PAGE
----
Undergraduates present research on tuberculosis in traveling exhibit
A team of Virginia Tech undergraduate students’ research work on the history of tuberculosis in Virginia will be on display in regional libraries as well as at the Science Museum of Western Virginia in Roanoke.
Using original source materials such as newspaper obituaries, census data, medical journals, and public health reports, students researched and designed posters about the disease responsible for the single greatest cause of death in America from 1870 to 1920. The posters explore medical research on tuberculosis, data about victims, public health measures, recommended cures, and the significance of race.
The posters will be exhibited at the following locations (presentations are scheduled at the times listed):
- Friday, April 24 at 4 p.m. at the Claude Moore Health Sciences Library at University of Virginia;
- Saturday, April 25 at 11 a.m. at the Science Museum of Western Virginia in Roanoke;
- Monday, April 27 at Newman Library at Virginia Tech;
- Sunday, June 14 at the Staunton Public Library.
“The goal of this exhibit is to engage a public audience in understanding the historical significance of this disease while also illustrating important developments in medical understanding, cultural norms, and social experience,” said Professor of History Tom Ewing, project director and associate dean in the College of Liberal Arts and Human Sciences.
One poster was designed and written for children with the goal of explaining the disease in age-appropriate ways. The posters include individual examples of Virginians who died of consumption as a way to document the impact of this disease on society and families during this era.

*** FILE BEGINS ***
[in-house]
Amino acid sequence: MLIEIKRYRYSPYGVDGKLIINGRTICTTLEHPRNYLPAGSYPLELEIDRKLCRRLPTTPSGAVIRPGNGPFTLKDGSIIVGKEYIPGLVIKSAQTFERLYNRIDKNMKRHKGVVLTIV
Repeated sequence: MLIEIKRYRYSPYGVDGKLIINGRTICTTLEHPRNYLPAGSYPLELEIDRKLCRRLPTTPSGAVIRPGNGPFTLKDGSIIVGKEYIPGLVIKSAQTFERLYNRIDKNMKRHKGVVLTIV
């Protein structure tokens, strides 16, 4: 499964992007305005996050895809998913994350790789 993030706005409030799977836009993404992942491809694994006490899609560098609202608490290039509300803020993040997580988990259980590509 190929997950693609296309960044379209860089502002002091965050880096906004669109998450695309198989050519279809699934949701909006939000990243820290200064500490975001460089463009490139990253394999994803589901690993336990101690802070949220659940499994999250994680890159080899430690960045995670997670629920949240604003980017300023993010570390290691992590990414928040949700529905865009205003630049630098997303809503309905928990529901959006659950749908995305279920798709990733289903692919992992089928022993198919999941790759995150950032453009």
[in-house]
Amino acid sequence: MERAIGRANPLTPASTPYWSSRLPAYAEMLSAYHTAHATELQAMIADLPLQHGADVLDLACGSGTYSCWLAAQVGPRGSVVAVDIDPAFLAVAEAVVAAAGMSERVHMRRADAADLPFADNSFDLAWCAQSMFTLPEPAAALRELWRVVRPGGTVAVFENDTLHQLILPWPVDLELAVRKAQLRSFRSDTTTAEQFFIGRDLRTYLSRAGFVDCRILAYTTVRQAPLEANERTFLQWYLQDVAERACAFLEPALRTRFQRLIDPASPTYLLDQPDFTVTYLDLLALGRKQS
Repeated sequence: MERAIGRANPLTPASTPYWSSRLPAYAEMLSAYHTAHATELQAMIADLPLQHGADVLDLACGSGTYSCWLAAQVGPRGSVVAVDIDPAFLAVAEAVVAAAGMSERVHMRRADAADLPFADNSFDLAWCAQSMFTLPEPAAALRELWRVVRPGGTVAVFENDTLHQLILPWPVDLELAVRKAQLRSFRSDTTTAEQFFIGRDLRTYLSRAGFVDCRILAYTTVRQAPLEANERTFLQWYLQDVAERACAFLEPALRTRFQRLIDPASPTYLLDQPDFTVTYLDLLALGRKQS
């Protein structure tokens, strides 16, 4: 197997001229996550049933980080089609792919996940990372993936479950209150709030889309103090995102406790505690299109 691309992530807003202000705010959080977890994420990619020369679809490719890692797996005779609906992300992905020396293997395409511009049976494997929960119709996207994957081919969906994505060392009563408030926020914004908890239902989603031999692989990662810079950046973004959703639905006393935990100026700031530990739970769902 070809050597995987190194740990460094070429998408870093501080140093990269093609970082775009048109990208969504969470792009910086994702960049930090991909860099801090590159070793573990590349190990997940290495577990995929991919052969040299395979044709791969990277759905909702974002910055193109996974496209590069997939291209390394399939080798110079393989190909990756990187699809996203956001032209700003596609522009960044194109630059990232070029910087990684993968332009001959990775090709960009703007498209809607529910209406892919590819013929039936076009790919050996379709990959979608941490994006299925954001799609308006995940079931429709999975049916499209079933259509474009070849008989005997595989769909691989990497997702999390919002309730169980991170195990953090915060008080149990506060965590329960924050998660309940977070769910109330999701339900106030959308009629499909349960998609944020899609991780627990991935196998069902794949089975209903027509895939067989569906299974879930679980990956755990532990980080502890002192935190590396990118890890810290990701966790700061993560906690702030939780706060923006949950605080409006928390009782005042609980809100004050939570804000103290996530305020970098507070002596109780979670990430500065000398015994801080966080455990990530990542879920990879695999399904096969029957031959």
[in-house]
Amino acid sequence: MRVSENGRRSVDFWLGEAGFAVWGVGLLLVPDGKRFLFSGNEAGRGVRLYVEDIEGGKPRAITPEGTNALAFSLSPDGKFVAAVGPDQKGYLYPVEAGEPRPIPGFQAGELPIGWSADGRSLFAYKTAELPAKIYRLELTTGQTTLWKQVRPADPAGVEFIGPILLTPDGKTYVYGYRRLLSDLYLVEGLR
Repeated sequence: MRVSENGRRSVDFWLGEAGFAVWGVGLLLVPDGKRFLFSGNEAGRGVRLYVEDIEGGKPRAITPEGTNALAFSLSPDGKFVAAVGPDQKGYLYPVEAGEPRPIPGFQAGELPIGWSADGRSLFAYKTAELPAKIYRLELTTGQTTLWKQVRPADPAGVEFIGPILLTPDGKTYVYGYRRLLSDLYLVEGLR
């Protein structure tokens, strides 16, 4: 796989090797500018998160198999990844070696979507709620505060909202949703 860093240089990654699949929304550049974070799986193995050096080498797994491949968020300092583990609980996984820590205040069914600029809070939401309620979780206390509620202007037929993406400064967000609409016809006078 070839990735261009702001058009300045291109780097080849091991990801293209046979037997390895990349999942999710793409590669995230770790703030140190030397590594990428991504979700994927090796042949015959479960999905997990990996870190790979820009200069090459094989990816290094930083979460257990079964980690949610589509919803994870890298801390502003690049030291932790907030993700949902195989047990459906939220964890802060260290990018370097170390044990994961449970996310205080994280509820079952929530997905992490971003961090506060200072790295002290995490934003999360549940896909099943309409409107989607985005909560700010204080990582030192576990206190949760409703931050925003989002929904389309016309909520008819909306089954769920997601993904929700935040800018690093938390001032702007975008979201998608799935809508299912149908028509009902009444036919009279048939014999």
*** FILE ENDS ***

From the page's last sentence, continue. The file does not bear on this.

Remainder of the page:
The participating students represent a range of majors and academic fields at Virginia Tech:
- senior Phoebe Bredin of Alexandria, Virginia, a geography and biological sciences double major;
- junior Andrew Climo of Richmond, Virginia, a history major;
- junior Julie Clements of Harrisonburg, Virginia, a health, nutrition, foods, and exercise major with a psychology minor;
- senior Nancy Mason of Bluefield, Virginia, a history major, with minors in Asian studies and psychology;
- junior Grace Hemmingson of Vienna, Virginia, a history major, with a minor in English;
- senior Veronica Kimmerly, of Fredericksburg, Virginia, chemical engineering and mathematics majors and a German minor;
- first year Scottie Lynch of Roanoke, Virginia, a history major; and
- junior Murphy Massey of Vienna, Virginia, a biological sciences major with a minor in medicine and society.
Financial support for this project was provided by the Department of History and the Undergraduate Research Institute in the College of Liberal Arts and Human Sciences. During the research and design phases, the team's advisers included Joseph Falkinham, professor of biological sciences; and Newman data curators and librarians Shane Coleman, Andrea Ogier, and Patrick Tomlin.